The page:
“Because the hotel is situated in the Sarentino Valley, which is renowned for its tradition of health and wellbeing, it was extremely important for us to include that feeling in the project. The ornamentation that we chose is typical of the region and gives a rural feel. You often see it on doors, walls and cupboards. We went for a modern interpretation of the pattern and gave it a three-dimensional form,” relates Alexander Pedevilla.
The decorative pattern recurs throughout the building, where it generously spreads over the façade and the internal walls and ceilings. Created in larch wood, the pattern repeats in 24 centimetre sequences, with a depth of 3 centimetres helping to give it its three-dimensional structure. The pattern is based on circular elements, where the cut-out in their joint creates a star-shaped pattern. The ceiling alone has over 1,500 stars, fitted by hand on top of a batten system and then limewashed, once again by hand. The architects also applied the same principle to the exterior but without the star shape, to give a gentler look.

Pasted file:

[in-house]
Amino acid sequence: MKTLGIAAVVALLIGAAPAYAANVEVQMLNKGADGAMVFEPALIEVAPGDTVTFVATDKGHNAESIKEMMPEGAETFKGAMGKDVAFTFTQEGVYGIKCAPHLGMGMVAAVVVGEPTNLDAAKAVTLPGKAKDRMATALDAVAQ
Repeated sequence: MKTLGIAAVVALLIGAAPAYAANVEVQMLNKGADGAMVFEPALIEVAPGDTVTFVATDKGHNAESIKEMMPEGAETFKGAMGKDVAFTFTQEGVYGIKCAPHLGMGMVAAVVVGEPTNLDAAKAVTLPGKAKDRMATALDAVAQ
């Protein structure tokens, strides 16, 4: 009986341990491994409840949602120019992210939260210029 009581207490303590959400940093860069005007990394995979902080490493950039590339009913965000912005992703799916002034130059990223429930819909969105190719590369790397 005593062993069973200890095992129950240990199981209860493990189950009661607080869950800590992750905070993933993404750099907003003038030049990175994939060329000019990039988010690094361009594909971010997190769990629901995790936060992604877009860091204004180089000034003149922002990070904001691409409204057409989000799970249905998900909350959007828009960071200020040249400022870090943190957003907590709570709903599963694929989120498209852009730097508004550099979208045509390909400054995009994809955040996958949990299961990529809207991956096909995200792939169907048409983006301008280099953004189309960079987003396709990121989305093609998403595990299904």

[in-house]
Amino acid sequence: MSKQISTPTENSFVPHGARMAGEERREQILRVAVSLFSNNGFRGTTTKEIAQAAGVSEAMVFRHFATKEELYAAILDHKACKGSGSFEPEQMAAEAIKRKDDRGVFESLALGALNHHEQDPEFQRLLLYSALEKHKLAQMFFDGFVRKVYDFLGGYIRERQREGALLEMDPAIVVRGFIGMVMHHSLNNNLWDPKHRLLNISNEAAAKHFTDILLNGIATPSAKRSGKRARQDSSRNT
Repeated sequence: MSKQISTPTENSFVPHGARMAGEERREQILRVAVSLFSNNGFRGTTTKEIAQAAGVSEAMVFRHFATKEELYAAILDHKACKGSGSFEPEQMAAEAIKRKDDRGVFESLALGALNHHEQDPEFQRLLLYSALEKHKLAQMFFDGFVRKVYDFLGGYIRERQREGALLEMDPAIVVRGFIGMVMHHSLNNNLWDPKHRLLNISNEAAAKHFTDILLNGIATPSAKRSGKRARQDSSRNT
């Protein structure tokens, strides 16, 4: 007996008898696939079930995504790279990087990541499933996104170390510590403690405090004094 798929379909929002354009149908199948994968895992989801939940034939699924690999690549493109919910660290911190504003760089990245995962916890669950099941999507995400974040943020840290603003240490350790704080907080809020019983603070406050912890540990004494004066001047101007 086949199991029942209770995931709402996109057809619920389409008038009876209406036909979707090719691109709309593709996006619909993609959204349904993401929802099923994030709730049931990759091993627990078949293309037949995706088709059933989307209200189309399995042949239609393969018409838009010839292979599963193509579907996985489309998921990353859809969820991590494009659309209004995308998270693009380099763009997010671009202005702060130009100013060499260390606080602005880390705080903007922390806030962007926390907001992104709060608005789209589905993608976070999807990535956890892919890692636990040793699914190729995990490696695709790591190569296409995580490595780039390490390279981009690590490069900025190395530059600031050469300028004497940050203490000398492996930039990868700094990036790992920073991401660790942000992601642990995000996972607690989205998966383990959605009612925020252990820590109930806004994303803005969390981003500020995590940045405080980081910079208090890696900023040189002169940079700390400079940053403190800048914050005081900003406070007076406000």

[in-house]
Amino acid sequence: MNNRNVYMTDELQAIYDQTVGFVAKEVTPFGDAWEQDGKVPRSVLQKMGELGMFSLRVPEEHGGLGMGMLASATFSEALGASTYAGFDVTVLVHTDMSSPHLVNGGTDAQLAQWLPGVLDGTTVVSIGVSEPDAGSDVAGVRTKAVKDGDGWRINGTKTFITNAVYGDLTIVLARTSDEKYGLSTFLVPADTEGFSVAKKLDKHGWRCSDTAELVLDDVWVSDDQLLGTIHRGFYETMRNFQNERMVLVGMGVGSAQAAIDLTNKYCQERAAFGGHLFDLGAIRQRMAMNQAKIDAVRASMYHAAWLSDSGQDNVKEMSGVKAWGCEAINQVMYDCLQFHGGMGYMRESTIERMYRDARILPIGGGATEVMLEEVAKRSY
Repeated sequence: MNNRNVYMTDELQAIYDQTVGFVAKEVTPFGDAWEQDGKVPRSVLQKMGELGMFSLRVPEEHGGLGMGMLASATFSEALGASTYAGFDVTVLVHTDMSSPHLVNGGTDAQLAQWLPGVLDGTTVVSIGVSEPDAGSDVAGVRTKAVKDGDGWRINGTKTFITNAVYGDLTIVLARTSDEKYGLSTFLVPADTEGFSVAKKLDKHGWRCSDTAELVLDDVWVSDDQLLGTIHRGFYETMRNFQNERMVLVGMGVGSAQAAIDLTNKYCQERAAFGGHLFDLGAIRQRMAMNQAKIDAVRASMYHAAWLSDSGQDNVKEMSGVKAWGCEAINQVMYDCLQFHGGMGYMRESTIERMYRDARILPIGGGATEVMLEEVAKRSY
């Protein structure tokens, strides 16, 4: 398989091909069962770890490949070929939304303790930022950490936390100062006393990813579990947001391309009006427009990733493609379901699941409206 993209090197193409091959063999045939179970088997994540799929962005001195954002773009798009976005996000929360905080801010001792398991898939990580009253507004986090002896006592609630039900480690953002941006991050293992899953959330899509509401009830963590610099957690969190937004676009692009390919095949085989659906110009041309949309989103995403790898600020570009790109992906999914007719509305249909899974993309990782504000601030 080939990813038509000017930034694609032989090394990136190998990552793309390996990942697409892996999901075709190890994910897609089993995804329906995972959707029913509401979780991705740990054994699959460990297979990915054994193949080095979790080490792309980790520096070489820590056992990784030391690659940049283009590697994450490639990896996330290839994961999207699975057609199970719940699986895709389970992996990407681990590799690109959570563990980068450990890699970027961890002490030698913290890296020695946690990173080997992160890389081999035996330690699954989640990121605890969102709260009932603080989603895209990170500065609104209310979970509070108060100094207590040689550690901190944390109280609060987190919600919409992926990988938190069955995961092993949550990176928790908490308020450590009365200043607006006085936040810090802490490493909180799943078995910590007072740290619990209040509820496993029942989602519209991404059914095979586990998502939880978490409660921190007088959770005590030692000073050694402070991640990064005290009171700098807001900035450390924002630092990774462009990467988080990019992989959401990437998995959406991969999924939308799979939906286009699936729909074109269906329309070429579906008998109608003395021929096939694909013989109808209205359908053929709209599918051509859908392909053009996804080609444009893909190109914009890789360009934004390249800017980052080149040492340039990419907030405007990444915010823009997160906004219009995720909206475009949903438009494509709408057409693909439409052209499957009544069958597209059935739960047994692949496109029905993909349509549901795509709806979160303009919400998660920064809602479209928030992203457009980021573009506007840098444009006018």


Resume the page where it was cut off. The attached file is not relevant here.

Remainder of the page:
“The pattern required meticulous planning and execution, as its symmetry leaves no room for any discrepancies. The great challenge was assembling the parts, particularly in the places where we had to take account of fittings behind, such as ventilation ducts and acoustic installations. But tradition is important, and we’ve tried to do it justice by doing as much as possible by hand,” says Alexander Pedevilla.
The beautiful, soft pattern harmonises with the peaceful surroundings. At the same time, it also brings the exterior and the interior to life. In the cooking academy, the ornamentation, combined with the pale floor and the spruce walls, leads the eye towards the centre of the kitchen. In the middle stands a 5 metre long kitchen island that combines a hob and worktop, plus a monolithic block of local grey-green Sarentino porphyry, the top of which has been polished to a glossy finish while the sides have been left untreated. The unpolished sides of the 22 ton stone provide a sharp but elegant contrast with the light, soft décor of the room. And like the generous use of wood, this material choice is a way to connect the room more closely to nature, while also visually linking up with the spa.